Effects of artificial liver support system on patients with acute or chronic liver failure

Transplant Proc. 2005 Dec;37(10):4359-64. doi: 10.1016/j.transproceed.2005.11.044.


Aims: Acute on chronic liver failure (AoCLF) is associated with a high mortality rate. Artificial liver support system (ALSS) is useful to bridge patients with liver failure to liver transplantation or to regenerate their own livers. The aims of this prospective study were to investigate the effects of ALSS on clinical manifestations, liver function, and 30-day survival to probe the factors related to mortality in patients with AoCLF.

Methods: In this study, 338 enrolled patients with AoCLF who received ALSS treatment for 1 to 8 sessions, were compared with 312 patients treated with conventional medications.

Results: Clinical manifestations and liver functions were significantly improved, namely, decreased levels of serum transaminases, total bilirubin, and bile acid, as well as increased levels of serum albumin following ALSS treatment. The 30-day survival rates of the patients who received ALSS versus controls were 47.9% versus 34.6%, respectively (P = .01). The MELD score and the stage of hepatic encephalopathy were highly associated with mortality (P < .001), but the sessions of ALSS showed a positive relation to the 30-day survival (P < .05).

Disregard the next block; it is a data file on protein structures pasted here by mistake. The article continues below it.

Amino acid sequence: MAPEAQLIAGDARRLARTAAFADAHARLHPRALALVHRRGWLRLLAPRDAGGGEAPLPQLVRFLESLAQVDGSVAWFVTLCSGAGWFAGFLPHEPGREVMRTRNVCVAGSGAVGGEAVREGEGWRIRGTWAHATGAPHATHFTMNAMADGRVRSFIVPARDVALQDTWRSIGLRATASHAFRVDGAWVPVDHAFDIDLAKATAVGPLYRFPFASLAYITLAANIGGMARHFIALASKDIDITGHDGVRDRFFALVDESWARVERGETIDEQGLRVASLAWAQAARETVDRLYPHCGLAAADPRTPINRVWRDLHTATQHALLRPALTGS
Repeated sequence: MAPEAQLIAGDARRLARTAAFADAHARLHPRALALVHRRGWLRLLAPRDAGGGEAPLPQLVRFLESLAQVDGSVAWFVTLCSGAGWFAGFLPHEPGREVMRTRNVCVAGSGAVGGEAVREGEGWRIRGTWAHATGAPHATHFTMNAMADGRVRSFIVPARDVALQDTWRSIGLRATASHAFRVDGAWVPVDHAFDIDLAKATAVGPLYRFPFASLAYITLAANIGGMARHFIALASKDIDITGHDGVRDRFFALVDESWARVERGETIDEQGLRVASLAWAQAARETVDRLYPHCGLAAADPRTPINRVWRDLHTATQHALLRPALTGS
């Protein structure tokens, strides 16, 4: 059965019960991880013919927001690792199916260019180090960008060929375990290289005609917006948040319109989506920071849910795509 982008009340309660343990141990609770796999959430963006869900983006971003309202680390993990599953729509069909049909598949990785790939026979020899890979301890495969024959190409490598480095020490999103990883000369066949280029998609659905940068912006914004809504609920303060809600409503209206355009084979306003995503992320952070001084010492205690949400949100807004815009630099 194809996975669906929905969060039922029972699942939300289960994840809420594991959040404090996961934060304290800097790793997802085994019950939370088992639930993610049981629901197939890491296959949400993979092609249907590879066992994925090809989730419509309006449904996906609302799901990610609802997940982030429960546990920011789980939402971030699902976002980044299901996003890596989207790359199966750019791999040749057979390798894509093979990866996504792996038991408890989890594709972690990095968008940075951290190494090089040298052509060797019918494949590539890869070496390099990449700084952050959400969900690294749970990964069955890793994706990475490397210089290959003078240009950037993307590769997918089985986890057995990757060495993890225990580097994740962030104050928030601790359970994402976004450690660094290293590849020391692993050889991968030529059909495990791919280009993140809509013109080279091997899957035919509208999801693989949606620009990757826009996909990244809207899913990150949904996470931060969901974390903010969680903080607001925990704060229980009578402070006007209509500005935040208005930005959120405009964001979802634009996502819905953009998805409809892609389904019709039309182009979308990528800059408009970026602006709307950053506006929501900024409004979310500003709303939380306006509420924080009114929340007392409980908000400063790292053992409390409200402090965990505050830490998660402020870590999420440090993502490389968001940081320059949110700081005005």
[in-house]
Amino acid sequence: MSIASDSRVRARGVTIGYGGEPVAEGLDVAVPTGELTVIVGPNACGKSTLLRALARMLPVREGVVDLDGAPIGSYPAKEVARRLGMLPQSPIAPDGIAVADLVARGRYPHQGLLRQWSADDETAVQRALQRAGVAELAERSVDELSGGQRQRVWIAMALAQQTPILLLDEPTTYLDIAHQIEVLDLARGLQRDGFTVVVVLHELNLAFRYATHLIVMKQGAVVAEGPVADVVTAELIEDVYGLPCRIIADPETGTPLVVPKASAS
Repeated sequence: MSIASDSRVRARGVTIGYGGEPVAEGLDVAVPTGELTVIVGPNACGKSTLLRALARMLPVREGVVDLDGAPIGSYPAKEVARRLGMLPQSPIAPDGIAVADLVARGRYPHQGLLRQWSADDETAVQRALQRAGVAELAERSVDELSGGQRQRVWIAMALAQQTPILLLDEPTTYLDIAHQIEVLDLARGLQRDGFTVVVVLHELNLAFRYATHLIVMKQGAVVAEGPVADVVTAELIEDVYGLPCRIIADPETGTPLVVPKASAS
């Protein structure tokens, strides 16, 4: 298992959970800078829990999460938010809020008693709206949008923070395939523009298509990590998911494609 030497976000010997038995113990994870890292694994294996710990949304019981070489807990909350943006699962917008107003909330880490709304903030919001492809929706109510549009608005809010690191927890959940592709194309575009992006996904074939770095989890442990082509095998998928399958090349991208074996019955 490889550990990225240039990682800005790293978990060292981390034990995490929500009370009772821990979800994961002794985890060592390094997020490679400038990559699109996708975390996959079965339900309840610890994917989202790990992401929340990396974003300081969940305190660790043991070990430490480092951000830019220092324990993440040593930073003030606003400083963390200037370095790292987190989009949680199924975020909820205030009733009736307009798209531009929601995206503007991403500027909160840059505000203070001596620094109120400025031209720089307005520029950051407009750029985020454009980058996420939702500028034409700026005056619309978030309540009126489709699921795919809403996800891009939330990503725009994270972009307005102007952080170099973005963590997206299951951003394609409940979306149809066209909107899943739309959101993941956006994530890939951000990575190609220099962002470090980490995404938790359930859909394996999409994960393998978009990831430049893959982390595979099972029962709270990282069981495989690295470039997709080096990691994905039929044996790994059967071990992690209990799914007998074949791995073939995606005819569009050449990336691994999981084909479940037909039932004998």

Conclusions: ALSS appears to be efficacious and safe for the treatment of patients with AoCLF. Both model for end-stage liver disease (MELD) score and hepatic encephalopathy are useful to predict the mortality of patients.

Publication types

  • Controlled Clinical Trial
  • Research Support, Non-U.S. Gov't

MeSH terms

  • Adolescent
  • Adult
  • Aged
  • Bilirubin / blood
  • Chronic Disease
  • Female
  • Hepatic Encephalopathy / mortality
  • Hepatic Encephalopathy / therapy
  • Humans
  • Liver Failure / mortality
  • Liver Failure / therapy*
  • Liver Failure, Acute / therapy*
  • Liver Function Tests
  • Liver Regeneration*
  • Liver Transplantation*
  • Liver, Artificial*
  • Male
  • Middle Aged
  • Retrospective Studies
  • Survival Analysis
  • Treatment Outcome


  • Bilirubin